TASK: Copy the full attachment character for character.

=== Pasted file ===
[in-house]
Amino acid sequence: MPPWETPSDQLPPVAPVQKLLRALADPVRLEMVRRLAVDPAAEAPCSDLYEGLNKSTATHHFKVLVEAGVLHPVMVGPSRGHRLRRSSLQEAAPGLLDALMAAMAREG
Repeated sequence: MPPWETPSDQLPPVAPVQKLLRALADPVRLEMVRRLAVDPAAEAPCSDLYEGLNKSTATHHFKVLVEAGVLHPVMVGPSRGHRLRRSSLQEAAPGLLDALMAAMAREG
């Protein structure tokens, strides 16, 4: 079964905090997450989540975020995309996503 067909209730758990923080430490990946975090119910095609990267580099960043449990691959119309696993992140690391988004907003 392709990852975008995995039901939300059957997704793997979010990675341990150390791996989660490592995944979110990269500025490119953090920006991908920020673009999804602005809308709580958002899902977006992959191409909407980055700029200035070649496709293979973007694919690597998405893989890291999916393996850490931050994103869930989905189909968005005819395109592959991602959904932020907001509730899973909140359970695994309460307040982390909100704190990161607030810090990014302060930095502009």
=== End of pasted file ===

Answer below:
[in-house]
Amino acid sequence: MPPWETPSDQLPPVAPVQKLLRALADPVRLEMVRRLAVDPAAEAPCSDLYEGLNKSTATHHFKVLVEAGVLHPVMVGPSRGHRLRRSSLQEAAPGLLDALMAAMAREG
Repeated sequence: MPPWETPSDQLPPVAPVQKLLRALADPVRLEMVRRLAVDPAAEAPCSDLYEGLNKSTATHHFKVLVEAGVLHPVMVGPSRGHRLRRSSLQEAAPGLLDALMAAMAREG
């Protein structure tokens, strides 16, 4: 079964905090997450989540975020995309996503 067909209730758990923080430490990946975090119910095609990267580099960043449990691959119309696993992140690391988004907003 392709990852975008995995039901939300059957997704793997979010990675341990150390791996989660490592995944979110990269500025490119953090920006991908920020673009999804602005809308709580958002899902977006992959191409909407980055700029200035070649496709293979973007694919690597998405893989890291999916393996850490931050994103869930989905189909968005005819395109592959991602959904932020907001509730899973909140359970695994309460307040982390909100704190990161607030810090990014302060930095502009």